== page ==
Winning a new role in today’s highly competitive job market requires a level of application that many job seekers may have thought was only required when preparing for their school-leaving examinations.
Here are a few simple tips to help you take your first step on the career ladder:
Know where you want to get to
Only when you know where you want to get to can you work out how to get there.
Having this clarity for your career is crucial in enabling you to properly spot and evaluate the less obvious opportunities, which may not bring you an immediate big jump in salary or responsibility, but which will provide you with enhanced longer-term personal and career development opportunities.
What makes you different?
The next thing to do is work out what your Unique Selling Propositions (USP) are. These include your background, achievements, skills, experience and expertise that will help you to stand out from other applicants and be of most interest and value to a prospective employer.
How to stand out?
Now that you know what your USPs are, you need to decide how to market yourself so that your application immediately stands out positively from the inevitable mass of others that an employer will have received.
Make sure your resumé is concise, punchy and customised with your relevant achievements, qualifications and experience. Don’t include clichéd phrases like "works well as part of a team" or "highly motivated self-starter".
Instead, concentrate on showing where and how you have added value to previous employers, using specific and quantified examples.
Also, by showing that you possess the right mindset, in addition to your core qualifications and experience, if any, you can set yourself apart and make yourself a much more interesting candidate for any organisation looking to maximise their profit or surplus.
Prepare, prepare, prepare
In the current vacancy-driven employment market, recruiting employers are taking the opportunity to be more rigorous and selective than ever in their search for top quality talent to bring in to their organisations.
After an employer has completed the initial sifting of applicants, leaving it with a short-list of talented candidates, the recruitment team will be under intense pressure to bring in the best available people.
Thorough preparation is essential if you want to enter the interview and assessment processes in the best possible shape to progress. In particular, make sure you comprehensively research the organisation and the sector in which it operates, paying particular attention to online media and any recent press releases.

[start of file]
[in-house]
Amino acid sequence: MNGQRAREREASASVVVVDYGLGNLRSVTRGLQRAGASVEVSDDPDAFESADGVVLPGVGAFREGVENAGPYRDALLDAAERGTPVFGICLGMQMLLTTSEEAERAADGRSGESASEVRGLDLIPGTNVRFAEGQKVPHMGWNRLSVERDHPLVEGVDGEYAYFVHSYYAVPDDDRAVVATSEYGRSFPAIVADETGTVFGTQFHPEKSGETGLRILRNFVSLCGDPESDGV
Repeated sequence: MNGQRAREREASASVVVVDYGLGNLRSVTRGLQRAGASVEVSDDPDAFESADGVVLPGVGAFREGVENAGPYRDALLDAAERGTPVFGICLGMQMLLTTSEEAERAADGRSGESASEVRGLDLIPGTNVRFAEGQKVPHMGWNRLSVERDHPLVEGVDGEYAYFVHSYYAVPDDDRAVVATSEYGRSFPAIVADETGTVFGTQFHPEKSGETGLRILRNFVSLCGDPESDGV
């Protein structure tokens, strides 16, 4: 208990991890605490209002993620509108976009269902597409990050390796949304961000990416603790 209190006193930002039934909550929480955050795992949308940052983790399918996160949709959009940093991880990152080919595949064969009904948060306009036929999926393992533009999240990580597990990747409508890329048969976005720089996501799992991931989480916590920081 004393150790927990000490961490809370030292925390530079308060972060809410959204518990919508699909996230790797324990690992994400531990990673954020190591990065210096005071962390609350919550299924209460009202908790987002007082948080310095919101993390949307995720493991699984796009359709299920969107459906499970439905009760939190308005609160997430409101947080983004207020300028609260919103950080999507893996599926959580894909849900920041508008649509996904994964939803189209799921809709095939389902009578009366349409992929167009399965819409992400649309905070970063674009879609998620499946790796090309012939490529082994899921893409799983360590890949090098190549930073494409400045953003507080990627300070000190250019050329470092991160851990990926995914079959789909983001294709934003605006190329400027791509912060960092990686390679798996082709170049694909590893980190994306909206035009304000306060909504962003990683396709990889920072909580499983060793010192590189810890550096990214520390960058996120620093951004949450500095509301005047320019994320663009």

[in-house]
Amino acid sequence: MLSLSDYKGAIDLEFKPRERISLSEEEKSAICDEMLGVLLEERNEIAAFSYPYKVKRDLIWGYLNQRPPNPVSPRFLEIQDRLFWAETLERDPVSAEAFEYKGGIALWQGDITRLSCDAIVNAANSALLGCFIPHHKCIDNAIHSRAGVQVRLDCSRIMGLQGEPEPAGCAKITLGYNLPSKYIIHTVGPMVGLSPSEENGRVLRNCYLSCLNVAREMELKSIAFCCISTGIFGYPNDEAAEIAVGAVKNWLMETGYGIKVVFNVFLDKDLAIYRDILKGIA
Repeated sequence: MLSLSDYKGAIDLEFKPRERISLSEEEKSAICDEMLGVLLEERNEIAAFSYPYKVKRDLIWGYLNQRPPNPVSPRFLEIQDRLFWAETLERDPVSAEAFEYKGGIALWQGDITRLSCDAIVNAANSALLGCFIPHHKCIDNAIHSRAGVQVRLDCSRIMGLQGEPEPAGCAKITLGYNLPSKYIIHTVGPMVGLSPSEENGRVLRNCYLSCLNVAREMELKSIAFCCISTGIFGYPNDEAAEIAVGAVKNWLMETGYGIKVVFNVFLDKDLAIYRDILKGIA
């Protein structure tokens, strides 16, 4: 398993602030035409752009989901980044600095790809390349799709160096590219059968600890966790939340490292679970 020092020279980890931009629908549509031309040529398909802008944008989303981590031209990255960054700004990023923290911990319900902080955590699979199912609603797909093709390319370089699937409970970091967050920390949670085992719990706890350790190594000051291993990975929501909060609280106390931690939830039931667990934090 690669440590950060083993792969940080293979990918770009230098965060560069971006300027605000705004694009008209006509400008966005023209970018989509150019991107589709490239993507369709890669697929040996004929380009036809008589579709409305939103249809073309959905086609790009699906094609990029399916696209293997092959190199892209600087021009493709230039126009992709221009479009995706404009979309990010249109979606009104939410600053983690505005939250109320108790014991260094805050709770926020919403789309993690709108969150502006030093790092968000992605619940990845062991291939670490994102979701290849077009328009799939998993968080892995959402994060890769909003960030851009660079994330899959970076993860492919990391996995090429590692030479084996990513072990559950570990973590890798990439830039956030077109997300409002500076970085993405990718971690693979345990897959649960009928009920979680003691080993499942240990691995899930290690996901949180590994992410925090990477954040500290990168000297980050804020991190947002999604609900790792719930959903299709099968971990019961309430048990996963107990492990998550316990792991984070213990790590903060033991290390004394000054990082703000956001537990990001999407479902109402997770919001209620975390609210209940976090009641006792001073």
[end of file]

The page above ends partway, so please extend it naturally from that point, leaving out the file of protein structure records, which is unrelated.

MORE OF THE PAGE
Expect and prepare for tough competency-based interviews, and be ready to give specific examples of where and when you have demonstrated skills and achieved results that are relevant to the role you are being interviewed for.
An in-depth understanding of the organisation and the markets in which it operates will not only enable you to answer most of the questions interviewers may throw at you, it will also arm you to ask probing and pertinent questions of your own.
Finding a job quickly
Keep your skills up-to-date as the tools to find a job today have changed.
Here are a few key hints:
Prepare a valuable CV. Keep your resumé as simple as you can by using key words. Recruiters and employers only have a few minutes to review your CV, so you need to make the most of it to draw their attention.
Job boards. Register with the most popular job boards. Using online resources allows you to not only find opportunities in the local market but also around the world.
Networking sites. Most employers and recruiters are not limited to using the traditional candidate searching methods. Sourcing ideal candidates has expanded rapidly into social media channels including sites such as LinkedIn, Facebook and Twitter.
Be prepared. Thoroughly research the company and job description. Discuss any questions and seek advice from your recruitment consultant to ensure you understand the job opportunity prior to your interview.
Practise interview skills. Memorise your employment history. Set the outline for your presentation, and break down your duties and responsibilities on a daily, monthly, quarterly and yearly basis to ensure the interviewer fully comprehends your previous work experiences.